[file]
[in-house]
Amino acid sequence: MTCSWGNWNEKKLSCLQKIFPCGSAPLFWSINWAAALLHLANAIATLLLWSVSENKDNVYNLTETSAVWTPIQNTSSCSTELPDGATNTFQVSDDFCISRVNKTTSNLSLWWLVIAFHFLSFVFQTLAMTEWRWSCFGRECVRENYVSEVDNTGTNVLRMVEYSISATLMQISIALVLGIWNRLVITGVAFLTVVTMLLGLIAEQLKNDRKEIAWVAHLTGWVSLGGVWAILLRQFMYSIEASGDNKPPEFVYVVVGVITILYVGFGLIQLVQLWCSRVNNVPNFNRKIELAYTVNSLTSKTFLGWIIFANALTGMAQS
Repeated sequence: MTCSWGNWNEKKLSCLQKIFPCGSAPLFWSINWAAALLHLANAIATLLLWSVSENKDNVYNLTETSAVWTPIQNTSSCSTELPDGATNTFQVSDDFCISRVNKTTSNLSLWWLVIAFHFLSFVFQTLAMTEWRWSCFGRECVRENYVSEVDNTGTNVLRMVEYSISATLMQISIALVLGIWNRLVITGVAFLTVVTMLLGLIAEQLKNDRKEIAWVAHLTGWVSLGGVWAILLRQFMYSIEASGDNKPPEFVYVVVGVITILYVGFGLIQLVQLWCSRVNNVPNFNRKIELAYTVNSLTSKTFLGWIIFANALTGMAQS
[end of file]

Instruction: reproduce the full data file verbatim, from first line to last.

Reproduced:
[in-house]
Amino acid sequence: MTCSWGNWNEKKLSCLQKIFPCGSAPLFWSINWAAALLHLANAIATLLLWSVSENKDNVYNLTETSAVWTPIQNTSSCSTELPDGATNTFQVSDDFCISRVNKTTSNLSLWWLVIAFHFLSFVFQTLAMTEWRWSCFGRECVRENYVSEVDNTGTNVLRMVEYSISATLMQISIALVLGIWNRLVITGVAFLTVVTMLLGLIAEQLKNDRKEIAWVAHLTGWVSLGGVWAILLRQFMYSIEASGDNKPPEFVYVVVGVITILYVGFGLIQLVQLWCSRVNNVPNFNRKIELAYTVNSLTSKTFLGWIIFANALTGMAQS
Repeated sequence: MTCSWGNWNEKKLSCLQKIFPCGSAPLFWSINWAAALLHLANAIATLLLWSVSENKDNVYNLTETSAVWTPIQNTSSCSTELPDGATNTFQVSDDFCISRVNKTTSNLSLWWLVIAFHFLSFVFQTLAMTEWRWSCFGRECVRENYVSEVDNTGTNVLRMVEYSISATLMQISIALVLGIWNRLVITGVAFLTVVTMLLGLIAEQLKNDRKEIAWVAHLTGWVSLGGVWAILLRQFMYSIEASGDNKPPEFVYVVVGVITILYVGFGLIQLVQLWCSRVNNVPNFNRKIELAYTVNSLTSKTFLGWIIFANALTGMAQS